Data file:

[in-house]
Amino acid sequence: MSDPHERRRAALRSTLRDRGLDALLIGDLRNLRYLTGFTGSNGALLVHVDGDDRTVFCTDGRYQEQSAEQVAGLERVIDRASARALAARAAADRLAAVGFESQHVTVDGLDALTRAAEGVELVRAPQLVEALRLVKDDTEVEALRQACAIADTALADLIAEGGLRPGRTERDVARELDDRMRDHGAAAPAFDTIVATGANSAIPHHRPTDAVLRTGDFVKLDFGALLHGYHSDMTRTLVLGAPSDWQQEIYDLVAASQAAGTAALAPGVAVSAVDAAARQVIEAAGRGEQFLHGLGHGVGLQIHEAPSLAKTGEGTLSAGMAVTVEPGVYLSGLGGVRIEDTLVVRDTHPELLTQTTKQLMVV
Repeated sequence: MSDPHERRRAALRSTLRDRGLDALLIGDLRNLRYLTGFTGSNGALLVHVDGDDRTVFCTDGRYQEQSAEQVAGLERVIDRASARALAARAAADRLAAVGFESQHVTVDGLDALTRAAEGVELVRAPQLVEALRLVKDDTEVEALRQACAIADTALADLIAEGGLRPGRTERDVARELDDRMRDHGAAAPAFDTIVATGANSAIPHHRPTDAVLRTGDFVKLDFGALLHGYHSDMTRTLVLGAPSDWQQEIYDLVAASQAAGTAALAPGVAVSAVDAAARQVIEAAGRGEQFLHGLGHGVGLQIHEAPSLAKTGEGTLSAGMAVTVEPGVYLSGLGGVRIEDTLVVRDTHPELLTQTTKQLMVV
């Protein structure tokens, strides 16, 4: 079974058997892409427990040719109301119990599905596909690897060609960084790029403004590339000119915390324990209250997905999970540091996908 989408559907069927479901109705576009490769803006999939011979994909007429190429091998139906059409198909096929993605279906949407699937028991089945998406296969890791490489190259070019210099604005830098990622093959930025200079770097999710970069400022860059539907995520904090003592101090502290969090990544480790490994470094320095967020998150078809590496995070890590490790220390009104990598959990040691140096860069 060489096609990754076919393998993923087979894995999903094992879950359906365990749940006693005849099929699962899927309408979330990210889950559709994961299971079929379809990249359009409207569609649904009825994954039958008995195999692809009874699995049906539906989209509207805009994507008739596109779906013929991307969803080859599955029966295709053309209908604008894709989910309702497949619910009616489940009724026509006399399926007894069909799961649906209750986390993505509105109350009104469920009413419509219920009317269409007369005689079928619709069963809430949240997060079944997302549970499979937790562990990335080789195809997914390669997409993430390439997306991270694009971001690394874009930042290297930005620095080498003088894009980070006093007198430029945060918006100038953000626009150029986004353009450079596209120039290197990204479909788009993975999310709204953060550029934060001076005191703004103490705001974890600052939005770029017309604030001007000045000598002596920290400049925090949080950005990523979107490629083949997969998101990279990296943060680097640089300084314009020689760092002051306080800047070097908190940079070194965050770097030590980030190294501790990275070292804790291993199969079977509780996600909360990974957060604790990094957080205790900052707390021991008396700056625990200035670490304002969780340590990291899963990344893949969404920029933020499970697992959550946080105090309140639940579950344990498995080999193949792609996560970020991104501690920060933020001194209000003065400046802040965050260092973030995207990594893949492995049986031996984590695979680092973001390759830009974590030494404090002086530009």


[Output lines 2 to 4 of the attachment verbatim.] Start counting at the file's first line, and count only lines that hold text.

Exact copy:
Amino acid sequence: MSDPHERRRAALRSTLRDRGLDALLIGDLRNLRYLTGFTGSNGALLVHVDGDDRTVFCTDGRYQEQSAEQVAGLERVIDRASARALAARAAADRLAAVGFESQHVTVDGLDALTRAAEGVELVRAPQLVEALRLVKDDTEVEALRQACAIADTALADLIAEGGLRPGRTERDVARELDDRMRDHGAAAPAFDTIVATGANSAIPHHRPTDAVLRTGDFVKLDFGALLHGYHSDMTRTLVLGAPSDWQQEIYDLVAASQAAGTAALAPGVAVSAVDAAARQVIEAAGRGEQFLHGLGHGVGLQIHEAPSLAKTGEGTLSAGMAVTVEPGVYLSGLGGVRIEDTLVVRDTHPELLTQTTKQLMVV
Repeated sequence: MSDPHERRRAALRSTLRDRGLDALLIGDLRNLRYLTGFTGSNGALLVHVDGDDRTVFCTDGRYQEQSAEQVAGLERVIDRASARALAARAAADRLAAVGFESQHVTVDGLDALTRAAEGVELVRAPQLVEALRLVKDDTEVEALRQACAIADTALADLIAEGGLRPGRTERDVARELDDRMRDHGAAAPAFDTIVATGANSAIPHHRPTDAVLRTGDFVKLDFGALLHGYHSDMTRTLVLGAPSDWQQEIYDLVAASQAAGTAALAPGVAVSAVDAAARQVIEAAGRGEQFLHGLGHGVGLQIHEAPSLAKTGEGTLSAGMAVTVEPGVYLSGLGGVRIEDTLVVRDTHPELLTQTTKQLMVV
């Protein structure tokens, strides 16, 4: 079974058997892409427990040719109301119990599905596909690897060609960084790029403004590339000119915390324990209250997905999970540091996908 989408559907069927479901109705576009490769803006999939011979994909007429190429091998139906059409198909096929993605279906949407699937028991089945998406296969890791490489190259070019210099604005830098990622093959930025200079770097999710970069400022860059539907995520904090003592101090502290969090990544480790490994470094320095967020998150078809590496995070890590490790220390009104990598959990040691140096860069 060489096609990754076919393998993923087979894995999903094992879950359906365990749940006693005849099929699962899927309408979330990210889950559709994961299971079929379809990249359009409207569609649904009825994954039958008995195999692809009874699995049906539906989209509207805009994507008739596109779906013929991307969803080859599955029966295709053309209908604008894709989910309702497949619910009616489940009724026509006399399926007894069909799961649906209750986390993505509105109350009104469920009413419509219920009317269409007369005689079928619709069963809430949240997060079944997302549970499979937790562990990335080789195809997914390669997409993430390439997306991270694009971001690394874009930042290297930005620095080498003088894009980070006093007198430029945060918006100038953000626009150029986004353009450079596209120039290197990204479909788009993975999310709204953060550029934060001076005191703004103490705001974890600052939005770029017309604030001007000045000598002596920290400049925090949080950005990523979107490629083949997969998101990279990296943060680097640089300084314009020689760092002051306080800047070097908190940079070194965050770097030590980030190294501790990275070292804790291993199969079977509780996600909360990974957060604790990094957080205790900052707390021991008396700056625990200035670490304002969780340590990291899963990344893949969404920029933020499970697992959550946080105090309140639940579950344990498995080999193949792609996560970020991104501690920060933020001194209000003065400046802040965050260092973030995207990594893949492995049986031996984590695979680092973001390759830009974590030494404090002086530009």